Are long waits and delays in treatment at VA hospitals putting veterans at risk? A recent investigation conducted by CNN showed that just might be the case.

The investigation looked into the deaths of veterans at VA hospitals across the country, finding that a majority of them could have been prevented with timely diagnosis and treatment. According to the news source, the worst culprit is Williams Jennings Bryan Dorn Veterans Medical Center in Columbia, S.C., where an estimated 20 veterans passed away from cancer due to either a late diagnosis or a delay in simple, yet potentially life-saving, procedures. 

"(Veterans) paid the ultimate price," Columbia-based physician Stephen Lloyd told the news source. "People that had appointments had their appointments canceled and rescheduled much later. … In some cases, that made an impact where they went into a later stage (of illness) and therefore lost the battle to live."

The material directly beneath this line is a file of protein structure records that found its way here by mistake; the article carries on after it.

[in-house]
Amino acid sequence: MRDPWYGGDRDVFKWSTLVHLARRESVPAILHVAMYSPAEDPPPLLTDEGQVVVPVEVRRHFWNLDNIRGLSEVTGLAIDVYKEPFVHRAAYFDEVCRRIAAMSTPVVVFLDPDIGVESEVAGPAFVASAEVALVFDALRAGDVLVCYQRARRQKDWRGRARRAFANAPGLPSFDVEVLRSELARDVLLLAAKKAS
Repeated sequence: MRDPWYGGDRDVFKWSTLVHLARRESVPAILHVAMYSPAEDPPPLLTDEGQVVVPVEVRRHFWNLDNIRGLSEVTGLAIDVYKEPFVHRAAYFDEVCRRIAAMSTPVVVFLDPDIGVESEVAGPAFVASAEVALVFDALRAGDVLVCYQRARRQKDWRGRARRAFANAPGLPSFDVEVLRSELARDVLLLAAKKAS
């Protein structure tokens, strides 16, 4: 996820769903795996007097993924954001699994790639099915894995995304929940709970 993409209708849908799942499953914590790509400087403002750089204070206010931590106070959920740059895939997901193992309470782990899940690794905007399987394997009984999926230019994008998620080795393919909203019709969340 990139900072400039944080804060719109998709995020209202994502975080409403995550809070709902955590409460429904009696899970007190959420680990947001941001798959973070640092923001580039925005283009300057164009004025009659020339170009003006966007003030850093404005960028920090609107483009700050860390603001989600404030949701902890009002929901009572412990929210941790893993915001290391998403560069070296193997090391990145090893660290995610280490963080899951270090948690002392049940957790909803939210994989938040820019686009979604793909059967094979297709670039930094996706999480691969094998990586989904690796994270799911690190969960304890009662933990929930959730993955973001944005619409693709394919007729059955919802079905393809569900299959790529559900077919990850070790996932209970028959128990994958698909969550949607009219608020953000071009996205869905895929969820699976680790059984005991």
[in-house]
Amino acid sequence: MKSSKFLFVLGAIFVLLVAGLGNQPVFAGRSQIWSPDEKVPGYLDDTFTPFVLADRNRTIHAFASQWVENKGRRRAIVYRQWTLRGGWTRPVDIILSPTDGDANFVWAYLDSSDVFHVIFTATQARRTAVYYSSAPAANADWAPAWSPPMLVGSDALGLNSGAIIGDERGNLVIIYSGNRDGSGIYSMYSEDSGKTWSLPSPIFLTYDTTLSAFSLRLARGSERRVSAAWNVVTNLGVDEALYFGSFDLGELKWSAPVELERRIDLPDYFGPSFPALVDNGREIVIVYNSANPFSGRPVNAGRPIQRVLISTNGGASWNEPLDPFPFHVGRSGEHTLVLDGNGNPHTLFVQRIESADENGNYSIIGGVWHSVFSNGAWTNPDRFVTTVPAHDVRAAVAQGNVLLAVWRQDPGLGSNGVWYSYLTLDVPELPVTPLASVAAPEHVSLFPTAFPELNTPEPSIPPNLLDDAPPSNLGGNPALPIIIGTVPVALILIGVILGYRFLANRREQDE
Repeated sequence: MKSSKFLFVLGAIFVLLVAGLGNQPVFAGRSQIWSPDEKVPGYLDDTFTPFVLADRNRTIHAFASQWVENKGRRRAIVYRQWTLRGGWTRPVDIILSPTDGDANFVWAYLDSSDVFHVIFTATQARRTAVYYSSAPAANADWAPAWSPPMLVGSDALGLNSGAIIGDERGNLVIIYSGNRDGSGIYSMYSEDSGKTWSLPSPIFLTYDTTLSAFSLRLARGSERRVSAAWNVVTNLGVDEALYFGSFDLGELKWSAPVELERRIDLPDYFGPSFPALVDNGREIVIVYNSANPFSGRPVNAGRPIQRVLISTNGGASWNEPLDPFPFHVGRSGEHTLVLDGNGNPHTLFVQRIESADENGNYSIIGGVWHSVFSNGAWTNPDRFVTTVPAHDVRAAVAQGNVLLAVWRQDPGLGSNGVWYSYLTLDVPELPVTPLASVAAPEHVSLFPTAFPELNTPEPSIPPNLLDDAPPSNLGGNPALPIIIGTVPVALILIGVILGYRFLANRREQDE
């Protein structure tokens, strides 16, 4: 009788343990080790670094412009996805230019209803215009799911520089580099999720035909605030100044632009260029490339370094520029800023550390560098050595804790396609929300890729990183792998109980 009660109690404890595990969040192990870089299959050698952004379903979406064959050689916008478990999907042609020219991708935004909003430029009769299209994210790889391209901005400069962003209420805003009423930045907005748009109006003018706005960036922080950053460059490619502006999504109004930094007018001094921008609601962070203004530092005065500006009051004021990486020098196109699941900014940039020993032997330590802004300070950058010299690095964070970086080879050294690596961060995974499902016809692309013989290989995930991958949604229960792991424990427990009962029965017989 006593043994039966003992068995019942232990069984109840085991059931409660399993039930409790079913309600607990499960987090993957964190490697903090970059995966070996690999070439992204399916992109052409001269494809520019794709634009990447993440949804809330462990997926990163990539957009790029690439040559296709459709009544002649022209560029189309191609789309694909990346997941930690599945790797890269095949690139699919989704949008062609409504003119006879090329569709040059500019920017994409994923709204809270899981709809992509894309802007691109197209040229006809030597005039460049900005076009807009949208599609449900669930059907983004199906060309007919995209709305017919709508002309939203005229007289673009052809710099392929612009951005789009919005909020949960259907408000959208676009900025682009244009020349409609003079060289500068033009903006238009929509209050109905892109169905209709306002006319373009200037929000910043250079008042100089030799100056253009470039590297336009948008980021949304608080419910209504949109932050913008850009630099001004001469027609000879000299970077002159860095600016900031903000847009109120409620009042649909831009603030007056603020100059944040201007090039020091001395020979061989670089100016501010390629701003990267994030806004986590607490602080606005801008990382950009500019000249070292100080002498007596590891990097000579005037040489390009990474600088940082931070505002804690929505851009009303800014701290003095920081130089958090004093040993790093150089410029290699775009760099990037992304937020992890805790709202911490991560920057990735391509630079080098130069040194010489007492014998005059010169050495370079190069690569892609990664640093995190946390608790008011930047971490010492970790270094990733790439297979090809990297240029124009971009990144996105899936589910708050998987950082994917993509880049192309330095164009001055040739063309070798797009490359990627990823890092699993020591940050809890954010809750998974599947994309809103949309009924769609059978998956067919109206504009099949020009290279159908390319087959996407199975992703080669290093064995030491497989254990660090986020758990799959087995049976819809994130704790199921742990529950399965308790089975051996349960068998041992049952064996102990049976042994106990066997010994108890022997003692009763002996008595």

According to the report, the waiting list at Dorn included more than 3,800 patients by the end of 2011, even though funding was granted to the VA to treat those on the waiting list. Long waits and canceled appointments, however, are not only limited to the Dorn VA. The investigation also found that the Charlie Norwood VA Medical Center in Augusta, Ga., had a waiting list with more than 4,000 patients and three deaths attributed to delays in treatment.